But Paul - is CFI even doing that? Is it not sponsoring anti-CatholiCISM cartoons? A job which is rendered almost superfluous by the church’s “explanation” of its history of child abuse a couple of days ago.
#18 Jeff K (Guest) on Wednesday September 30, 2009 at 12:45pm
Dr. Kurtz was careful to point out it was “new forms” of blasphemy. If you want out of a religion, you blaspheme it in public in a standard way, and you’re out, you don’t need a particular day. All you do is reject publicly Dr. Atkin’s negative proofs, Dr. Dawkin’s alien-worship, Justin Trottier and poof you’re out of “new-atheism”. Now you’re just a humble agnostic/ignostic who hasn’t been pigeon-holed who reads Joel Shermer for insight. You can still call yourself atheist now and again, just not “new atheist”.
There, the spell is broken.
#19 Kosmic on Wednesday September 30, 2009 at 2:45pm
There is way too much thought going into This post. All of us understand what Kurtz is trying to say – it’s okay to blaspheme as long as it’s done for the right reasons. When it’s done for spite, just to pick on someone, it’s wrong. When it’s done to protest an injustice or to make a point, it is okay.
I respect Kurtz’ position and I truly agree that for atheists and other non-believers to make gains in popularity, there needs to be “some” moderation. The negative stigma attached to us is horrible and events like this do not help. However, who is going decide what is tastefully proper and what is inappropriate. Secular Humanism posits specific worldviews that, although meaningful to most of us, are very ambiguous and can be widely interpreted to support opposing positions. If someone (Kurtz?) gets to decide how far we can go; that is a form of censorship – regardless of its intended purpose.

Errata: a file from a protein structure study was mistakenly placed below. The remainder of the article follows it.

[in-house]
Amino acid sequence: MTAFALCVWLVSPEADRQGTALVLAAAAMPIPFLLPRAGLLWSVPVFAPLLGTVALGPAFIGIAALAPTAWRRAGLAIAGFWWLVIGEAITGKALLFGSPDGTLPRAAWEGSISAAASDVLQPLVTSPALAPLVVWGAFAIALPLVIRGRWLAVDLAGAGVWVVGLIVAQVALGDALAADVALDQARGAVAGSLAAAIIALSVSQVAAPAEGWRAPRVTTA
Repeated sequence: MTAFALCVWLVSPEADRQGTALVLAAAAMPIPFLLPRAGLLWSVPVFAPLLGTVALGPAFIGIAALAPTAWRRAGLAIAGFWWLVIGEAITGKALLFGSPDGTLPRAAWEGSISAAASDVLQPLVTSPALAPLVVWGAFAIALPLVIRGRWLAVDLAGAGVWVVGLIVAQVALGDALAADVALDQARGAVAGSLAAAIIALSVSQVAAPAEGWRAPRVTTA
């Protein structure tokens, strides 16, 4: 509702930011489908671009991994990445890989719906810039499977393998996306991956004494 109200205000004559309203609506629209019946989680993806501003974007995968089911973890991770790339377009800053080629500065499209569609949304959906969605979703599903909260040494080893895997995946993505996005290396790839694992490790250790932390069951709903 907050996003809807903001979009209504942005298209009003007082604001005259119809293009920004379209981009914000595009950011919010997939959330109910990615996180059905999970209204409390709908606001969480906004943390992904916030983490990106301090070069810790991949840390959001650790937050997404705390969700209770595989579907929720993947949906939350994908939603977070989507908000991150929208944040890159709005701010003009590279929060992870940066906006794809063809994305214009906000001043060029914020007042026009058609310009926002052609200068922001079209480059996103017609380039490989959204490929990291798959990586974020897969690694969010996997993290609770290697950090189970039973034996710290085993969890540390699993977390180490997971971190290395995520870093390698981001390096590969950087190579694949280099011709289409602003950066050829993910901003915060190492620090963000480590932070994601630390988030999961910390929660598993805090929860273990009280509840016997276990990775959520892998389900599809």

To restate what others here have posted, no one is attacking individual people. What is being attacked is the idea of blasphemy itself. Religion is a hurtful, hateful enterprise. To disagree with a dogmatic religious doctrine is to commit blasphemy. So, we commit blasphemy to show the religious how silly it really is. Paul Kurtz thinks it is in poor taste. That is his opinion. I understand his argument and his reasoning but respectfully arrive at a different conclusion. The mere existence of an act being called blasphemous begs for the act to be committed in the first place.
As far tolerance goes, why should anyone have tolerance for ideas that are false, offensive and destructive (religion)? There is a clear line between the ignorant and the foolish. If you wish to believe in the talking-snake-bastard-child-myth, for example; by all means, believe. However, after you have been shown that your belief is ridiculous, vacuous, unsupported by even the smallest bit of evidence and goes against the very fabric of the reality we live in, yet you still maintain it, I will mock your belief every chance I get. Blaspheme away!